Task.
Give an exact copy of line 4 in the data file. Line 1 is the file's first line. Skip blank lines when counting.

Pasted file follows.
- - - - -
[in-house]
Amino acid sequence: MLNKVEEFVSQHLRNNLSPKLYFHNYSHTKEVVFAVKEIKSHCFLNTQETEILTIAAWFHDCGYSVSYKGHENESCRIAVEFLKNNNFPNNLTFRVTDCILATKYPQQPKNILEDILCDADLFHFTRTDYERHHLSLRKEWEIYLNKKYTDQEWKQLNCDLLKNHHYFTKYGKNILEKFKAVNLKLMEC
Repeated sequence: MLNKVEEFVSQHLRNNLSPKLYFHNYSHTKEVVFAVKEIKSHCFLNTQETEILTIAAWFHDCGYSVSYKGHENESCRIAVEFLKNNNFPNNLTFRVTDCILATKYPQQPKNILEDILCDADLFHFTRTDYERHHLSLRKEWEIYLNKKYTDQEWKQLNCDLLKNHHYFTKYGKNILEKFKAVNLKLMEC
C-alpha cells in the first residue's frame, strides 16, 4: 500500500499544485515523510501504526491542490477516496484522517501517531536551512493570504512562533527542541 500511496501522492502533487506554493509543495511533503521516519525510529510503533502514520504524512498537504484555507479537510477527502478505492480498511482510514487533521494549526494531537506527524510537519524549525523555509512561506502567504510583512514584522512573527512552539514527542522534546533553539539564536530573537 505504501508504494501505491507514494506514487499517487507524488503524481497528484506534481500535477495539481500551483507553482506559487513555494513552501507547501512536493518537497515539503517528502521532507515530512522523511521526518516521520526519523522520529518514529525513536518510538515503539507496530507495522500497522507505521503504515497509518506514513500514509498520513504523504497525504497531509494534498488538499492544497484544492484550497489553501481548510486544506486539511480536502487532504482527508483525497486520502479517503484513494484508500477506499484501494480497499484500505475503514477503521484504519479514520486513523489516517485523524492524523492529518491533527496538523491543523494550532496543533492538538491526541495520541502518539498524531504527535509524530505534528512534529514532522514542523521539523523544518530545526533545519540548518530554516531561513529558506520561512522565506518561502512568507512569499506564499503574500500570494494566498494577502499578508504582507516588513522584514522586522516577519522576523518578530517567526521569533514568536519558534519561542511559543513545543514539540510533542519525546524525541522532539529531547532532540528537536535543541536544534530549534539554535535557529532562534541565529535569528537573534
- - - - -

C-alpha cells in the first residue's frame, strides 16, 4: 500500500499544485515523510501504526491542490477516496484522517501517531536551512493570504512562533527542541 500511496501522492502533487506554493509543495511533503521516519525510529510503533502514520504524512498537504484555507479537510477527502478505492480498511482510514487533521494549526494531537506527524510537519524549525523555509512561506502567504510583512514584522512573527512552539514527542522534546533553539539564536530573537 505504501508504494501505491507514494506514487499517487507524488503524481497528484506534481500535477495539481500551483507553482506559487513555494513552501507547501512536493518537497515539503517528502521532507515530512522523511521526518516521520526519523522520529518514529525513536518510538515503539507496530507495522500497522507505521503504515497509518506514513500514509498520513504523504497525504497531509494534498488538499492544497484544492484550497489553501481548510486544506486539511480536502487532504482527508483525497486520502479517503484513494484508500477506499484501494480497499484500505475503514477503521484504519479514520486513523489516517485523524492524523492529518491533527496538523491543523494550532496543533492538538491526541495520541502518539498524531504527535509524530505534528512534529514532522514542523521539523523544518530545526533545519540548518530554516531561513529558506520561512522565506518561502512568507512569499506564499503574500500570494494566498494577502499578508504582507516588513522584514522586522516577519522576523518578530517567526521569533514568536519558534519561542511559543513545543514539540510533542519525546524525541522532539529531547532532540528537536535543541536544534530549534539554535535557529532562534541565529535569528537573534